The Los Angeles Sparks made arguably the biggest splash of WNBA offseason when they signed Kristi Toliver to a three-year max contract on the first day of free agency, bringing the former Spark back to Los Angeles after three years in Washington.
Now, they will have to wait at least one more season to see Toliver suit up again in a Sparks uniform, as the All-Star guard has announced that she will be sitting out of the upcoming season, set to begin on July 24 in Bradenton, Fla.
“Though I want very much to compete with my team, to be a leader and show up for them, I am not comfortable with the risk to my physical health — short-term and long-term — given the many unknowns of COVID-19 and the risk of injury,” Toliver said. “For me, the right decision under the circumstances is to opt out for the year.”
“During my time away I will get myself mentally and physically prepared for the 2021 season, and in light of the many social justice issues that are finally and rightfully front and center, I will find new ways to make a positive impact in my community,” Toliver added. “I look forward to rejoining my teammates in LA next season and wish them good health and safety this season. Go Sparks.”
Toliver is already starting to find ways to make an impact in the social justice arena. She recently took part in a Juneteenth march in Washington, DC alongside her former Mystics teammates and fellow Spark Tierra Ruffin-Pratt, as well as players from the Washington Wizards, where Toliver is an assistant coach. It was also reported that Toliver was on the call with Avery Bradley, Kyrie Irving and other players to discuss the ramifications of resuming basketball in the midst of this movement to address systemic racism.
The Sparks will also be without one of their frontcourt players for the upcoming league year, as Chiney Ogwumike has elected to sit out the 2020 season. Ogwumike has previously missed two full WNBA campaigns with injury (one microfracture knee surgery and one Achilles tear), and also referenced the health concerns of the proposed season in her statement, via the Sparks:
“If you know me, you know that I have overcome some of the biggest challenges an athlete can face on the court,” Ogwumike said. “My previous injuries have given me strength and built character, but unfortunately they require me to be careful with my preparation leading up to a season. This year is unprecedented in many ways, therefore my team and I have come to the decision to be proactively cautious and put my body first.”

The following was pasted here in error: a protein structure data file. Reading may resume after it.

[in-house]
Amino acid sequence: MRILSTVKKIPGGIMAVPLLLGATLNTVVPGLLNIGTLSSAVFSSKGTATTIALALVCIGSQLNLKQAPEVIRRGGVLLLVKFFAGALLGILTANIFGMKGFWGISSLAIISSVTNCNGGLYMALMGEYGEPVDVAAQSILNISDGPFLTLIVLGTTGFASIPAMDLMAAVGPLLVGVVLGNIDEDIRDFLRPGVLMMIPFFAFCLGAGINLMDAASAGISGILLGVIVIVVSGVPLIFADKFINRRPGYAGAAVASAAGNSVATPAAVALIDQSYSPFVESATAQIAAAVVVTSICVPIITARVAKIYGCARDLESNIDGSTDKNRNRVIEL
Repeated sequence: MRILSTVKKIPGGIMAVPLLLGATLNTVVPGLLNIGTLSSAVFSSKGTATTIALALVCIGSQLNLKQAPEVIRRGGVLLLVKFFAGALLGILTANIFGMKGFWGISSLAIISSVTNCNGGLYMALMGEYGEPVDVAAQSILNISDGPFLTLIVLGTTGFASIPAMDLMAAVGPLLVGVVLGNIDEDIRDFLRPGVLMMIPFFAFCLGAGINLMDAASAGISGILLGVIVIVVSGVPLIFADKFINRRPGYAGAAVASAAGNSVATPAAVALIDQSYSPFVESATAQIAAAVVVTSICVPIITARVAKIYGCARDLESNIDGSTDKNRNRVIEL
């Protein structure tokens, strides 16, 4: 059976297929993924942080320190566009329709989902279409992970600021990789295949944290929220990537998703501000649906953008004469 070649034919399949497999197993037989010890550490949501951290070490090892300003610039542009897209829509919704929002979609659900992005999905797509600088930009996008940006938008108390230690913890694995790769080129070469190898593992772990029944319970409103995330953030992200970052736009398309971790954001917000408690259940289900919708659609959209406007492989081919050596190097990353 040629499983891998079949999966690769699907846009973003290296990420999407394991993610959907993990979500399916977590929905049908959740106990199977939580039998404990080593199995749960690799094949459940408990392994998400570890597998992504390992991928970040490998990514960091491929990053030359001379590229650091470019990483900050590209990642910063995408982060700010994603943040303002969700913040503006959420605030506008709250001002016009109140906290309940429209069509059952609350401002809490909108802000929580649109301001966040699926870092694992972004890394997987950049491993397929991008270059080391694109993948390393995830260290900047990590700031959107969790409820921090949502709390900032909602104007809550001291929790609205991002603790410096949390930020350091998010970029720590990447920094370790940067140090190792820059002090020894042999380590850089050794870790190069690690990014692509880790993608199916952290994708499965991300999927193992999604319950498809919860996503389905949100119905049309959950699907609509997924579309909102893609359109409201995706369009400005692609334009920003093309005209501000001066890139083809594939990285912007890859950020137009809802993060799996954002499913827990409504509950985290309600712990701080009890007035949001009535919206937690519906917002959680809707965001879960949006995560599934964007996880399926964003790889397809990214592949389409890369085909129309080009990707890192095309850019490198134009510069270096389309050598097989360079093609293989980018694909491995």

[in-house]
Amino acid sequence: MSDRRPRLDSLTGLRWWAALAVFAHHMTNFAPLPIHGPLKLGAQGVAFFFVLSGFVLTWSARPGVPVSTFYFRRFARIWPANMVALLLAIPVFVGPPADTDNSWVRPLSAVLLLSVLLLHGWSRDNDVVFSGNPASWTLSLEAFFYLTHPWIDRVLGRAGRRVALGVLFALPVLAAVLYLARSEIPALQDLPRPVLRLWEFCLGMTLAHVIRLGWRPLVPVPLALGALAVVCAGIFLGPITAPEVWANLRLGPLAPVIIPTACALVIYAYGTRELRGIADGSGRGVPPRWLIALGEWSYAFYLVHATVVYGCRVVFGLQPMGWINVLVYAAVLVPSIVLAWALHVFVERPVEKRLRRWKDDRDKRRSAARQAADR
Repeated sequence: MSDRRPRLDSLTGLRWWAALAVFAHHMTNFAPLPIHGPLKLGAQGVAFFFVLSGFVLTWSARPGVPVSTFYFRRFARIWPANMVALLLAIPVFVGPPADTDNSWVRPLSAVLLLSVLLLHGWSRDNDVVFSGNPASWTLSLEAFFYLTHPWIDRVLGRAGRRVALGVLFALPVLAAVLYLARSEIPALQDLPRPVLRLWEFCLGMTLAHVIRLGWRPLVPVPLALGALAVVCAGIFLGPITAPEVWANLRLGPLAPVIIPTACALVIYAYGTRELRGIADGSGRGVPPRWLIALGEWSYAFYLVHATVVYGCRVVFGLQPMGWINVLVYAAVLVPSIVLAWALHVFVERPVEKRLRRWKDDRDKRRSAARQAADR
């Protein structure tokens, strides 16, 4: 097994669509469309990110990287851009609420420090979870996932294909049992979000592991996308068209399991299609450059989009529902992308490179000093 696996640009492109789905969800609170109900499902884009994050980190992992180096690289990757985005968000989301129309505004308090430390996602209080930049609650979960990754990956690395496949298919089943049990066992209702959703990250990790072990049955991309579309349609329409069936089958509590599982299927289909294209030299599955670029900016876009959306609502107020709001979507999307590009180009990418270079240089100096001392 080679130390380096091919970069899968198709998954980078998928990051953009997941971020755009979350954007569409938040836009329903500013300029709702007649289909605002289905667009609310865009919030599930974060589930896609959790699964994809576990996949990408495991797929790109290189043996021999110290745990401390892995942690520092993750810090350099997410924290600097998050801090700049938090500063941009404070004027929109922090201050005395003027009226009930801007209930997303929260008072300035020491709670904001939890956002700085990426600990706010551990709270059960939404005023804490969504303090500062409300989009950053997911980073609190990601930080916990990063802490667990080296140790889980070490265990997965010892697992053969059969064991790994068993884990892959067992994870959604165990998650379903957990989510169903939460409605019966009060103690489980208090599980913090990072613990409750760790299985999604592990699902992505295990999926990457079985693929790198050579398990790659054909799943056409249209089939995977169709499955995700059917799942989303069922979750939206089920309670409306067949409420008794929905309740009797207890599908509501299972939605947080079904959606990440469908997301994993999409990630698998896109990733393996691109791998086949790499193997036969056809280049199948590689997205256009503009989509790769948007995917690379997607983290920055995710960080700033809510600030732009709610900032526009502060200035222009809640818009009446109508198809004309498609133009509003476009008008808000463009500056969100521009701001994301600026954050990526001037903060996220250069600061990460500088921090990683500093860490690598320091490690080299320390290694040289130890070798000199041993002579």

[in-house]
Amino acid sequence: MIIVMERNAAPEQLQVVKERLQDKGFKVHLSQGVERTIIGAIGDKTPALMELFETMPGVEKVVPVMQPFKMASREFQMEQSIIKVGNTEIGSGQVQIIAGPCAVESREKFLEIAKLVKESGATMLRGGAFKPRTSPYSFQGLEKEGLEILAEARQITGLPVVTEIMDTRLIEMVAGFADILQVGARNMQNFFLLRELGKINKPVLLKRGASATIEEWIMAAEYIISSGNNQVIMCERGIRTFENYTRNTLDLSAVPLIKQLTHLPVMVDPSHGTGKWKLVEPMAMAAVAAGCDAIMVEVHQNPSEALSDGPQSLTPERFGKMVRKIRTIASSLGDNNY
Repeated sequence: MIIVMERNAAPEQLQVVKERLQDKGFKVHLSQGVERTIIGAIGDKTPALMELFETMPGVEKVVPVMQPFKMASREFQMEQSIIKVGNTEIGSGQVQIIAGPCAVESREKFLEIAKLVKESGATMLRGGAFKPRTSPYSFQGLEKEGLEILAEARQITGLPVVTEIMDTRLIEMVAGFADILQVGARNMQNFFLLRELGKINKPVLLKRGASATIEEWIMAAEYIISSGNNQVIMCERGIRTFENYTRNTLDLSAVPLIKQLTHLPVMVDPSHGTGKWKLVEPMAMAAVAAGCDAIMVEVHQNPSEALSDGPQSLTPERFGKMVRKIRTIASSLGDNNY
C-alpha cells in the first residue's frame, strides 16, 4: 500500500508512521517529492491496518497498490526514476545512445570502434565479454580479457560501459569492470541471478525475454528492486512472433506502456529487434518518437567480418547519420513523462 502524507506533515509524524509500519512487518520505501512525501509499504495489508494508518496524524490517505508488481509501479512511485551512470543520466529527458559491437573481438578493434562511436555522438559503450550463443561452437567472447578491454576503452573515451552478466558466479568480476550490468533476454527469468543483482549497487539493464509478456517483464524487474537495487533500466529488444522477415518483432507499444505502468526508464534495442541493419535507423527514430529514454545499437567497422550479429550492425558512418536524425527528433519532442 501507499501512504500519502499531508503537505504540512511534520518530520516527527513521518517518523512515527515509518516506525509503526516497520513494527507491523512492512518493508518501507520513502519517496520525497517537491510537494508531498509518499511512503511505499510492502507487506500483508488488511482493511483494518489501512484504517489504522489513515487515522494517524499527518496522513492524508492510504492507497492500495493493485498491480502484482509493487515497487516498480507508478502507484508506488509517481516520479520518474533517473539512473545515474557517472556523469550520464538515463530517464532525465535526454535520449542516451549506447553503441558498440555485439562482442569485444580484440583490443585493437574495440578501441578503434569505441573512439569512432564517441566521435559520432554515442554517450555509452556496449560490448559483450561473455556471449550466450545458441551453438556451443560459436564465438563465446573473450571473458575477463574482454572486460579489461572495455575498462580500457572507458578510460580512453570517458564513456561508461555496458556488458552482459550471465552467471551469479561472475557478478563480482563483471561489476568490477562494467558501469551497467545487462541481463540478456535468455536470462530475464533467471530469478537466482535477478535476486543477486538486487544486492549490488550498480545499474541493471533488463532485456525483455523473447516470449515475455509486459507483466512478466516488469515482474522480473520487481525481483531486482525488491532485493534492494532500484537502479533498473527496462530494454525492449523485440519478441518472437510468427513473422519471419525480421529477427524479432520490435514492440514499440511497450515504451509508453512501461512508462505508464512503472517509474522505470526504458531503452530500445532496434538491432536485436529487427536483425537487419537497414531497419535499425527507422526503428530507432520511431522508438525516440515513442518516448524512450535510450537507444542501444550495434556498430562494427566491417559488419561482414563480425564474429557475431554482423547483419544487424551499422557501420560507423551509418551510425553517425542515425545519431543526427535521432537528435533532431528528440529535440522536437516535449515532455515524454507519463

Ogwumike has also been active in advocating for equity for the Black community over the last month and is one of LeBron James’ partners in the More Than A Vote initiative.
The Sparks’ managing partner Eric Holoman and head coach Derek Fisher each expressed support for their players’ decisions.
Toliver was supposed to be the starting shooting guard for the Sparks this season and Ogwumike the first big off the bench. Now, the team has two open roster spots and a dwindling pool of free agents since players started opting out as early as last week. L.A.’s top draft pick this season, Beatrice Mompremier, would have been a perfect substitute for Ogwumike, but she has already signed with the Connecticut Sun after Jonquel Jones elected to sit out this year.
The Sparks have a glut of wings, but they need a backup point guard to feel comfortable heading into the 2020 season. They can at least take solace in the fact that all 10 of their other players have confirmed their participation.
Candace Parker will play in 2020, sources tell me. All 10 Sparks players other than Chiney Ogwumike and Kristi Toliver have opted in.— Brady Klopfer (@BradyKlopferNBA) June 27, 2020
The team may take a second look at its third-round draft pick from this past draft, Tynice Martin, for some guard depth. Erica Ogwumike, a point guard at Rice, is also available after being waived by the Minnesota Lynx. In the event a true floor general is unavailable, Fisher employed Sydney Wiese as a pseudo-point in 2019, and Candace Parker has always been comfortable as a lead ball-handler.
Whatever happens between now and the start of the season, arguably the deepest roster in the league just lost some of its luster. Assistant GM Michael Fischer said he was pinching himself when the team assembled its final 12; as it turned out, that group was too good to be true.